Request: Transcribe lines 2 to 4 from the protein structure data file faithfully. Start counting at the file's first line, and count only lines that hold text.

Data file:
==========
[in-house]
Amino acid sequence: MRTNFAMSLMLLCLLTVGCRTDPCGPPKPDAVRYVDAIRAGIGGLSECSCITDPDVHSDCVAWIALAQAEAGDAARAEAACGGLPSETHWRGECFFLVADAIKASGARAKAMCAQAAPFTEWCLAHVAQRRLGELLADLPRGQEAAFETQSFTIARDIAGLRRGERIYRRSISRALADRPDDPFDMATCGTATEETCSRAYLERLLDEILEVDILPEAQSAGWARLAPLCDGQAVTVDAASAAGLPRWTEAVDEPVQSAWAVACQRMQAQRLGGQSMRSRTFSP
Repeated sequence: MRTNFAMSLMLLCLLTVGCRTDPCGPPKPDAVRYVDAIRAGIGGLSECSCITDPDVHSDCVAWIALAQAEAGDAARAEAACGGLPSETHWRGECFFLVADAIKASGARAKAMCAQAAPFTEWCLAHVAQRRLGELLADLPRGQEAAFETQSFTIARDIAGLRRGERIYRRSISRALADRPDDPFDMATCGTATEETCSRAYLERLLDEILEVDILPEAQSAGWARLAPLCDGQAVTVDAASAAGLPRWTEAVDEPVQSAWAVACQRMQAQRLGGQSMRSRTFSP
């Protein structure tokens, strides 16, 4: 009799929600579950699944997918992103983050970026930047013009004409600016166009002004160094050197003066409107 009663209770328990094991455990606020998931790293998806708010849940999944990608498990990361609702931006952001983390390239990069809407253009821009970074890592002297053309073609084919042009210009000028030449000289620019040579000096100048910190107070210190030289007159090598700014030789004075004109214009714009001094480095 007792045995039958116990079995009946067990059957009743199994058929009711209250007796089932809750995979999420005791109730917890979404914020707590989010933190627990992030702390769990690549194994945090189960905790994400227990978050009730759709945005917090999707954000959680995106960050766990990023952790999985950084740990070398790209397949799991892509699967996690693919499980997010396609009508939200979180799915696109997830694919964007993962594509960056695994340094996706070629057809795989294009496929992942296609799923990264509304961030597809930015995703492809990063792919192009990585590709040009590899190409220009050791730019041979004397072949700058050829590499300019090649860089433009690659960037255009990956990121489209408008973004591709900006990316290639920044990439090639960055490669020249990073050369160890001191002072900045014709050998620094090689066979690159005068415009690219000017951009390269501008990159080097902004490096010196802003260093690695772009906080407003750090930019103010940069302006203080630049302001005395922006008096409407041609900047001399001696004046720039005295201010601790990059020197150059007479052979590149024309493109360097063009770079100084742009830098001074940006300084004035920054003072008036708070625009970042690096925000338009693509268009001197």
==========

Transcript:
Amino acid sequence: MRTNFAMSLMLLCLLTVGCRTDPCGPPKPDAVRYVDAIRAGIGGLSECSCITDPDVHSDCVAWIALAQAEAGDAARAEAACGGLPSETHWRGECFFLVADAIKASGARAKAMCAQAAPFTEWCLAHVAQRRLGELLADLPRGQEAAFETQSFTIARDIAGLRRGERIYRRSISRALADRPDDPFDMATCGTATEETCSRAYLERLLDEILEVDILPEAQSAGWARLAPLCDGQAVTVDAASAAGLPRWTEAVDEPVQSAWAVACQRMQAQRLGGQSMRSRTFSP
Repeated sequence: MRTNFAMSLMLLCLLTVGCRTDPCGPPKPDAVRYVDAIRAGIGGLSECSCITDPDVHSDCVAWIALAQAEAGDAARAEAACGGLPSETHWRGECFFLVADAIKASGARAKAMCAQAAPFTEWCLAHVAQRRLGELLADLPRGQEAAFETQSFTIARDIAGLRRGERIYRRSISRALADRPDDPFDMATCGTATEETCSRAYLERLLDEILEVDILPEAQSAGWARLAPLCDGQAVTVDAASAAGLPRWTEAVDEPVQSAWAVACQRMQAQRLGGQSMRSRTFSP
């Protein structure tokens, strides 16, 4: 009799929600579950699944997918992103983050970026930047013009004409600016166009002004160094050197003066409107 009663209770328990094991455990606020998931790293998806708010849940999944990608498990990361609702931006952001983390390239990069809407253009821009970074890592002297053309073609084919042009210009000028030449000289620019040579000096100048910190107070210190030289007159090598700014030789004075004109214009714009001094480095 007792045995039958116990079995009946067990059957009743199994058929009711209250007796089932809750995979999420005791109730917890979404914020707590989010933190627990992030702390769990690549194994945090189960905790994400227990978050009730759709945005917090999707954000959680995106960050766990990023952790999985950084740990070398790209397949799991892509699967996690693919499980997010396609009508939200979180799915696109997830694919964007993962594509960056695994340094996706070629057809795989294009496929992942296609799923990264509304961030597809930015995703492809990063792919192009990585590709040009590899190409220009050791730019041979004397072949700058050829590499300019090649860089433009690659960037255009990956990121489209408008973004591709900006990316290639920044990439090639960055490669020249990073050369160890001191002072900045014709050998620094090689066979690159005068415009690219000017951009390269501008990159080097902004490096010196802003260093690695772009906080407003750090930019103010940069302006203080630049302001005395922006008096409407041609900047001399001696004046720039005295201010601790990059020197150059007479052979590149024309493109360097063009770079100084742009830098001074940006300084004035920054003072008036708070625009970042690096925000338009693509268009001197």